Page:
Wednesday, February 01, 2012

Russia: "Is There an Alternative to Putin?"

SOURCE Russia Insights

In light of planned protests in Moscow, Konstantin Zavinovskij, geo-political expert, questions whether there is actually a viable alternative to Presidential candidate Vladimir Putin.

Zavinovskij, discussing views from the 'West', said: "Over the recent couple of months, Russia has been witnessing a series of protests coordinated mainly by three persons: Boris Nemtsov, Alexey Navalny and Mikhail Kasyanov. They differ among themselves, but they are united in their willingness to change Russia. But what would become of Russia, if one of the three came to power? It is known from various sources that the protests staged by the abovementioned persons are financed by the West and, in particular, the USA. Therefore, once they come to power, they will have to repay their debt to their sponsors.

"How will they do it? By diminishing the geopolitical weight of Russia and by following the US model with its 'valuable' advice on what Russian democracy and economy should be like. Anyway, it already happened in the early 90s after the collapse of the USSR, and we know all too well about the consequences of the 'shock therapy' that the recommendations from the USA brought about. Indeed, the lack of strong leadership and authority could once again lead to destabilization in the relations between the federal center and the regions, typical of Yeltsin's period, and eventually to the general weakening of the country.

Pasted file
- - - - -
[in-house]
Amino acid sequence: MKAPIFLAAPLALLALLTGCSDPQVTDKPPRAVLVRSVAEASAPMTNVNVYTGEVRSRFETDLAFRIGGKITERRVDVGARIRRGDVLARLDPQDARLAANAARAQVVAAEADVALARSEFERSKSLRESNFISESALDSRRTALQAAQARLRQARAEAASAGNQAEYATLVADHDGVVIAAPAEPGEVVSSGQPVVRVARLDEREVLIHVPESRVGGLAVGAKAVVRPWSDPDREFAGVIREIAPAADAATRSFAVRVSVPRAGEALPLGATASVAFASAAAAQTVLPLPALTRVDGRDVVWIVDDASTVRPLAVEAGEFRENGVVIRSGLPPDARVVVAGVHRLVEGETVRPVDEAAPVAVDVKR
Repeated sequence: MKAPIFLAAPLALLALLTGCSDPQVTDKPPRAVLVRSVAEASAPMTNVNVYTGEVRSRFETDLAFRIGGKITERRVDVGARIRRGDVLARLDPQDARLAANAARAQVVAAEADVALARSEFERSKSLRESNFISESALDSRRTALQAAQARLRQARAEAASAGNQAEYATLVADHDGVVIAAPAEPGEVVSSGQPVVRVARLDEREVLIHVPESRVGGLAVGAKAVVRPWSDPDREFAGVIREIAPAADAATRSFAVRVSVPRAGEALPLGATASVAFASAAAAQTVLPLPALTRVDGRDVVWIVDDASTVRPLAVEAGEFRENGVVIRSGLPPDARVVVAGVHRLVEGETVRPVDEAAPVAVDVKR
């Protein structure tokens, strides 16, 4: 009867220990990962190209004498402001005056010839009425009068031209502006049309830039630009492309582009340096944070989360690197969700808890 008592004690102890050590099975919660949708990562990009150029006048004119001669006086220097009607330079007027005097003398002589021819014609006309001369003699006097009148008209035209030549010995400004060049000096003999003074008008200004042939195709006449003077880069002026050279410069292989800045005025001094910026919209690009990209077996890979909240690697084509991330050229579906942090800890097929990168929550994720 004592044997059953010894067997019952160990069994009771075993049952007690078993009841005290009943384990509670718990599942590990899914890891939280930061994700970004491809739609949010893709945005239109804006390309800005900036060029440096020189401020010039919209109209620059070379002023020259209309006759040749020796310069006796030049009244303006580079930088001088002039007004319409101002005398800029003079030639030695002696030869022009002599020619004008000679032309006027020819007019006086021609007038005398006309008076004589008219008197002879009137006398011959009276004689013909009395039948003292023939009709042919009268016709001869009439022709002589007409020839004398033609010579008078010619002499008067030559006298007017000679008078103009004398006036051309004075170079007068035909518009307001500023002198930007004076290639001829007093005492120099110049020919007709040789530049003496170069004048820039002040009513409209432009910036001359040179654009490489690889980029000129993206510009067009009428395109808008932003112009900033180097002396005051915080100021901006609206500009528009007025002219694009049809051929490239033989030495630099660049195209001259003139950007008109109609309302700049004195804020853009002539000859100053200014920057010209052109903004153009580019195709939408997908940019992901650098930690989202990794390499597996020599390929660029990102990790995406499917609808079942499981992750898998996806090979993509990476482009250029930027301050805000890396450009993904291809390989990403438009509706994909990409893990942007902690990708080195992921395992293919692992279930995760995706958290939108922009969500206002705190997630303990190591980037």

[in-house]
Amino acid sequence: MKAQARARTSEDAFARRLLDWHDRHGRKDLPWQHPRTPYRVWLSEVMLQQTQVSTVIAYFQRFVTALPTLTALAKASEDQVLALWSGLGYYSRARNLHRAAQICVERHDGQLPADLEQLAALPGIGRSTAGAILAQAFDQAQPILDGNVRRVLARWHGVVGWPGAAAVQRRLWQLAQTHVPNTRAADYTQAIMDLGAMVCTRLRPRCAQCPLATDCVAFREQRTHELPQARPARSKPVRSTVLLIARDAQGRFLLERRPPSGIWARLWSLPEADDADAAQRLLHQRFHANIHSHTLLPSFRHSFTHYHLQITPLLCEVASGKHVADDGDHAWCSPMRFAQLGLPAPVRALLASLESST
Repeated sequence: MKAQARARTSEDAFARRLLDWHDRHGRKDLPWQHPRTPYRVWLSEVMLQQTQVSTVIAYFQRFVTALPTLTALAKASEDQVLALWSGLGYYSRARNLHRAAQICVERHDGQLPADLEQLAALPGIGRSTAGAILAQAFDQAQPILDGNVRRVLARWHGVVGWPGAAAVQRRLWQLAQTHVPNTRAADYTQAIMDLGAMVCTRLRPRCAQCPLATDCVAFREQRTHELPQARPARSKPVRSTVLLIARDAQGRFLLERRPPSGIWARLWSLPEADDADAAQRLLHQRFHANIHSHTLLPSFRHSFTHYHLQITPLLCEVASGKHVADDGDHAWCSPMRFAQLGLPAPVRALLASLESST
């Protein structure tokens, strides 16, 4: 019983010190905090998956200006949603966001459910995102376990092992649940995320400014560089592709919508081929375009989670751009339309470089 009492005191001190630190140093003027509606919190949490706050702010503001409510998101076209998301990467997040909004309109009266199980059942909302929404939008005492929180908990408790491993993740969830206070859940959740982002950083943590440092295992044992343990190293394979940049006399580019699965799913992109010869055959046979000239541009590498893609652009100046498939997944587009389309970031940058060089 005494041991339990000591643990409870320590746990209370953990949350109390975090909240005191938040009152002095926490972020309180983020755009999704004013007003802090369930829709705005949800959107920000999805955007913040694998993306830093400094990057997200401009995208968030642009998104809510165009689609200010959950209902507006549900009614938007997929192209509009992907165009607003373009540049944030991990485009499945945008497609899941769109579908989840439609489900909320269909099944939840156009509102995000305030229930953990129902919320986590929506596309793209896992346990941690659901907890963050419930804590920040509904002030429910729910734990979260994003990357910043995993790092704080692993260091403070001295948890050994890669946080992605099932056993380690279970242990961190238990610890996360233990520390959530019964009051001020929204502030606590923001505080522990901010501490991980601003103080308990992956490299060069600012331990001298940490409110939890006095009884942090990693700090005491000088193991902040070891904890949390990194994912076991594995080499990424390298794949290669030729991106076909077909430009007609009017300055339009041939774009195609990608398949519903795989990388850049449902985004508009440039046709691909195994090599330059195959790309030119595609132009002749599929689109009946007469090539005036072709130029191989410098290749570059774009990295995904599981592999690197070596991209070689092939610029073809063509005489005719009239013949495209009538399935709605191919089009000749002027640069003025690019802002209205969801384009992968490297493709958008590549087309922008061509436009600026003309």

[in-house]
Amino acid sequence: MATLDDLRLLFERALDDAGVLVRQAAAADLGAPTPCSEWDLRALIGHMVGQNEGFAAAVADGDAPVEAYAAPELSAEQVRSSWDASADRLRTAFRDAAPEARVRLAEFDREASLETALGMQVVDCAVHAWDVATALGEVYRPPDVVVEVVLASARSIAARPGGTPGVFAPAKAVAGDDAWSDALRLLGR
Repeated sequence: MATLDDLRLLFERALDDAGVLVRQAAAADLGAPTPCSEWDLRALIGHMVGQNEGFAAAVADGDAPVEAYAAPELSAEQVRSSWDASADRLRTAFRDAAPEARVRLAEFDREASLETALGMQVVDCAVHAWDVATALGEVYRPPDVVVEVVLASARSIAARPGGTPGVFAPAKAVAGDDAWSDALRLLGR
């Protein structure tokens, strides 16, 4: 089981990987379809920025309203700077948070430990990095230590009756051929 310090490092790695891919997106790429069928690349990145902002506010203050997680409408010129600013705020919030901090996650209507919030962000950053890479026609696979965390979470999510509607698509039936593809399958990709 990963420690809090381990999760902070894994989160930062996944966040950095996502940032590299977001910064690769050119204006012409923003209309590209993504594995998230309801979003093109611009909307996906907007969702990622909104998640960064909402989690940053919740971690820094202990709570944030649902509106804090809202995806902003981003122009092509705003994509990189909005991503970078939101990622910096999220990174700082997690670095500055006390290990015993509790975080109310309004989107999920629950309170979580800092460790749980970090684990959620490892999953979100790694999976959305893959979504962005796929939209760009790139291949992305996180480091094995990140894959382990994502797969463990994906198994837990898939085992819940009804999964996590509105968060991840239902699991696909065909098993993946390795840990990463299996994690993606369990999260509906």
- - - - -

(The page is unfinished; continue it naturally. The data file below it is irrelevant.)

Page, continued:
"Foreign policy would be affected too. Over the last decade, Russia has regained its identity, which is unique, since it belongs to both Europe and Asia. In case that one of the three pro-Western politicians comes to power, Russian policy will bend to the West and lose once again its identity. The country would become a satellite of the USA and abandon the strategic alliances of the recent years with such countries as China, India and Brazil. These countries demonstrate a strong economic growth and expansion of geopolitical prestige. Losing confidence of China, India and Brazil would mean for Russia a loss of its own international significance and a loss of all benefits that might come from the intensive economic growth of these countries.

"An unstable Russia would not contribute to international stability," said Serena Giusti, a scholar at the Institute for International Political Studies and an expert in Russian foreign policy at the UniversitŠ° Cattolica del Sacro Cuore in Milan. Professor Giusti is convinced that "at the moment there is no alternative to Putin."

"While the protest leaders confine themselves to criticizing and questioning, without proposing a positive programme for the future of Russia, the third article by Vladimir Putin that appeared today in 'Izvestia', contains specific proposals for renovation and modernization of Russian economy."

Konstantin Zavinovskij

Editor in Geopolitics. Magazine of the Institute of Advanced Studies in Geopolitics and Auxiliary Sciences, in Rome.